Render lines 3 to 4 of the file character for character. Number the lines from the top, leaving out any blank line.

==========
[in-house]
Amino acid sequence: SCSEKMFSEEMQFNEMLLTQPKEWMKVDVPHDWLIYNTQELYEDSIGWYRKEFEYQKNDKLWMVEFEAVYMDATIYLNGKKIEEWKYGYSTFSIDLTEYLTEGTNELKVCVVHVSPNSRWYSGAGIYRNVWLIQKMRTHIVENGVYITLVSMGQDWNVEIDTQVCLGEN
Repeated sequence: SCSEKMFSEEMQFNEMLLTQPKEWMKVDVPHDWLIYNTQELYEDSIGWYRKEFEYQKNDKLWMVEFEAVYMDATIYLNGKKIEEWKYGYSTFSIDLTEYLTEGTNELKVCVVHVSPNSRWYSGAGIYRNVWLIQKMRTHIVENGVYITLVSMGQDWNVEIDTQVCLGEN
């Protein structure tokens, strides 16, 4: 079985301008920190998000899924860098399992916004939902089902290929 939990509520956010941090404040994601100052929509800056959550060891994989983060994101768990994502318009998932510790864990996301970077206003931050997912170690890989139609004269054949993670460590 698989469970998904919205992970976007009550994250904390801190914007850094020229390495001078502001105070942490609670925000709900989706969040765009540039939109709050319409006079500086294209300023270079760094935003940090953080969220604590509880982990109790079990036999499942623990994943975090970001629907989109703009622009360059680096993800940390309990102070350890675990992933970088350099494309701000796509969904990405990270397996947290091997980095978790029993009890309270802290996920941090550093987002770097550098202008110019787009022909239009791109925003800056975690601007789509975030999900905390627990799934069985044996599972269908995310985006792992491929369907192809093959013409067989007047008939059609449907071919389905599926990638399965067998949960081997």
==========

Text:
Repeated sequence: SCSEKMFSEEMQFNEMLLTQPKEWMKVDVPHDWLIYNTQELYEDSIGWYRKEFEYQKNDKLWMVEFEAVYMDATIYLNGKKIEEWKYGYSTFSIDLTEYLTEGTNELKVCVVHVSPNSRWYSGAGIYRNVWLIQKMRTHIVENGVYITLVSMGQDWNVEIDTQVCLGEN
């Protein structure tokens, strides 16, 4: 079985301008920190998000899924860098399992916004939902089902290929 939990509520956010941090404040994601100052929509800056959550060891994989983060994101768990994502318009998932510790864990996301970077206003931050997912170690890989139609004269054949993670460590 698989469970998904919205992970976007009550994250904390801190914007850094020229390495001078502001105070942490609670925000709900989706969040765009540039939109709050319409006079500086294209300023270079760094935003940090953080969220604590509880982990109790079990036999499942623990994943975090970001629907989109703009622009360059680096993800940390309990102070350890675990992933970088350099494309701000796509969904990405990270397996947290091997980095978790029993009890309270802290996920941090550093987002770097550098202008110019787009022909239009791109925003800056975690601007789509975030999900905390627990799934069985044996599972269908995310985006792992491929369907192809093959013409067989007047008939059609449907071919389905599926990638399965067998949960081997």